“It’s not too late to change your mind.”
“Oh my God, Billie, can we drop this? It’s my wedding day for Christ sake.” Bobbi pushed past her sister and leaned into the mirror, fiddling with her pearl earrings—a gift from Gerald—as she sent major stink eye toward her sister.
Which Billie ignored. “But do you love him?”
Bobbi counted to three, even though she knew she should have kept on until at least ten, because her temper was beginning to boil. And the thing of it was, Bobbi prided herself on her control, on her absolute control of her emotions and the way she displayed them. But her sisters had always had a knack for getting under her skin, and these days it was Billie who continually pushed her. It was Billie who second guessed everything because, you know, the woman was in love, and that meant that she was an authority on the subject.
Billie Jo Barker and her happily ever after with Logan Forest.
Storybook romances didn’t happen for everyone. Bobbi had been down that road before and it had ended in disaster. Hell, disaster would be putting it mildly.
Bobbi took an extra breath—just to be safe—and turned to face her sister.
“Look Billie, I appreciate your concern but I wouldn’t be marrying Gerald if I didn’t love him.”
Wow. Good lie. She was getting good at this whole lying thing.
“I hope so.” Billie cocked her head to the side and arched her eyebrow in that way she had…that way that irritated the crap out of Bobbi. It meant that she was about to say something that would piss Bobbi off. “I just—” she bit her lip and shook her head. “—I just don’t feel it, Bobbi. Not like before. Not like…”
“Not like Shane?” Bobbi bit out, angry that her sister had made her say his name. He was off limits. He had to be off limits, especially today. Didn’t Billie know that?
Billie’s expertly made up eyes narrowed, just a bit. “Yes,” she said slowly. “Not like Shane.”
“Well that would be a good thing because whatever it was that I had with Shane nearly destroyed me, Billie. You know that.”
“I just want you to be happy,” her sister said quietly.
A vein began to throb over Bobbi’s left temple. She didn’t have to see it to know it was there and she frowned, her blue eyes stormy as she gazed back at her sister. Her sister who was madly in love with a man and anyone with an eye in their head knew it. How could you not? The looks and touches, and kisses and touches, and fucking looks were plain old nauseating.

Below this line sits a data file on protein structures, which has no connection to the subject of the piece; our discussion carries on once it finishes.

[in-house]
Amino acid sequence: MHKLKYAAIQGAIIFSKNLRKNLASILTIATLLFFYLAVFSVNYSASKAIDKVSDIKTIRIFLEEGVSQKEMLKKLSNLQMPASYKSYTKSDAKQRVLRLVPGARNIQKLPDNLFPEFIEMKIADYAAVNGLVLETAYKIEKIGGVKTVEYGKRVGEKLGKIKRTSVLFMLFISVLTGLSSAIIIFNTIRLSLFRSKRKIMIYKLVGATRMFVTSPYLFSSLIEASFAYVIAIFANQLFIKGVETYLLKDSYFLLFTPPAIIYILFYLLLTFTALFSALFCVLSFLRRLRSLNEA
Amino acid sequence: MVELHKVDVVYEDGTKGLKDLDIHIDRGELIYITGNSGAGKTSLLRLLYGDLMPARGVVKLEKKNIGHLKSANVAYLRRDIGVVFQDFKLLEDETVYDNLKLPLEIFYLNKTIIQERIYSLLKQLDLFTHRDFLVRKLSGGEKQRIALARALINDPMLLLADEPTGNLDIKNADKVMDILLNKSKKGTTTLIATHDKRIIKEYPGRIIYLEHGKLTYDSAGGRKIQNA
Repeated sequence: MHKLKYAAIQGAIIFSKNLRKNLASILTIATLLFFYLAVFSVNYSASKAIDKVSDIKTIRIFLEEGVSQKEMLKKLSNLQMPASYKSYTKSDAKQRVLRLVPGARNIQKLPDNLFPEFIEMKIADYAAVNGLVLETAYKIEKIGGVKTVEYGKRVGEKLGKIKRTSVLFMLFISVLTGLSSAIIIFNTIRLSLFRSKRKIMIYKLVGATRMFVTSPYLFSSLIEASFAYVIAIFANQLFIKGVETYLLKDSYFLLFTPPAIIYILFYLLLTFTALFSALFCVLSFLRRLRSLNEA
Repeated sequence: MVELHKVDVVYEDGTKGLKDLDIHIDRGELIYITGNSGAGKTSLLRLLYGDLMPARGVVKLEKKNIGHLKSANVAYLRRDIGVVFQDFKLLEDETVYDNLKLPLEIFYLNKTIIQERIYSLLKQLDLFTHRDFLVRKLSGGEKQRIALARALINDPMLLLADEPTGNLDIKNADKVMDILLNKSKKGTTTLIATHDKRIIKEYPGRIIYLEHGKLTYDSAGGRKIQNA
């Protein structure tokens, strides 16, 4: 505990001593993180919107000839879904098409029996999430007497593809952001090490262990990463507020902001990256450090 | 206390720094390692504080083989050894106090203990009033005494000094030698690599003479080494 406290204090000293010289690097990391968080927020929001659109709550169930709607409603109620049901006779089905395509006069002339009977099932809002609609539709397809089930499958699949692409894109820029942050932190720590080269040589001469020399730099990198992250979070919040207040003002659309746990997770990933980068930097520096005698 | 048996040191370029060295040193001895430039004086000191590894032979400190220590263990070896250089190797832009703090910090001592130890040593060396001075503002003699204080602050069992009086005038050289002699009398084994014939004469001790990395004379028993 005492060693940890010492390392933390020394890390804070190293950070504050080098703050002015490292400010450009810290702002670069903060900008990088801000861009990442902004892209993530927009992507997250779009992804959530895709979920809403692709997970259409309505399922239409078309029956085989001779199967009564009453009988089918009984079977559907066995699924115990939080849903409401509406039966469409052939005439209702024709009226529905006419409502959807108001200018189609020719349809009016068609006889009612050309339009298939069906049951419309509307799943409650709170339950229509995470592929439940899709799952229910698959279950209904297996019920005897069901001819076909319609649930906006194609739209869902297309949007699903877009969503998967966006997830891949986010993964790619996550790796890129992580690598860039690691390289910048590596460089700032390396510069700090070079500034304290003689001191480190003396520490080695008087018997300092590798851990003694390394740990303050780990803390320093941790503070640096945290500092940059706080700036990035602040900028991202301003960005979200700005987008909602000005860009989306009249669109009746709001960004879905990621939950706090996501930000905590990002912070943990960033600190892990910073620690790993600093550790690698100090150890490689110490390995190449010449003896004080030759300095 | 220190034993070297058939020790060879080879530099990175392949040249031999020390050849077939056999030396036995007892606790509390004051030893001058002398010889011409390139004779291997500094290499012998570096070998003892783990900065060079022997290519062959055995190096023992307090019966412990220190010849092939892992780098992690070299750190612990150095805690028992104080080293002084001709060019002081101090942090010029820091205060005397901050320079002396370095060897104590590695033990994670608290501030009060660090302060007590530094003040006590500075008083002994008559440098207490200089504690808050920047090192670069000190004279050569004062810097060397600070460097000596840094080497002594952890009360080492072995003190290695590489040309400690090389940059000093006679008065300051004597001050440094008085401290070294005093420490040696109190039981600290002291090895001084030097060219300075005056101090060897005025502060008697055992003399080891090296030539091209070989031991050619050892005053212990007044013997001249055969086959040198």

“Billie, there are lots of kinds of love.” She cleared her throat and tried again, “Not everyone loves the same and not every love is the same.” Oh God, was she even making sense?
“Uh huh,” Billie said dryly.
“Not everyone needs a mad, passionate, sort of thing.”
Bobbi took a moment to calm herself. To fight for that control that she desperately needed because all she wanted to do was smash her fist into Billie’s perfectly made up face. But then that would ruin Billie’s makeup and that wasn’t part of Bobbi’s vision of the perfect wedding day.
I can’t do this.
She tried again, “Not everyone wants that sort of distraction.”
“Distraction?” Billie retorted. “Is that what we’re calling it? Distraction? Wow, you make love sound so clinical, so freaking not important. Whatever happened to mad, passionate, animal magnetism hot-as-hell love?”
“It’s overrated.” The comeback popped out before she could stop it and one look into Billie’s eyes had Bobbi wishing she had more control over her own tongue.
“Really?” Billie flicked a long piece of hair over her shoulder. “What about sex? How is your sex life with boring I-match-my-boxers-to-my-dress-shirt Gerry? Does he even bring you to orgasm? Does he even know how?”
“Billie Jo Barker, that is none of your business!”
But her sister just shook her head and stepped back. “I didn’t think so.”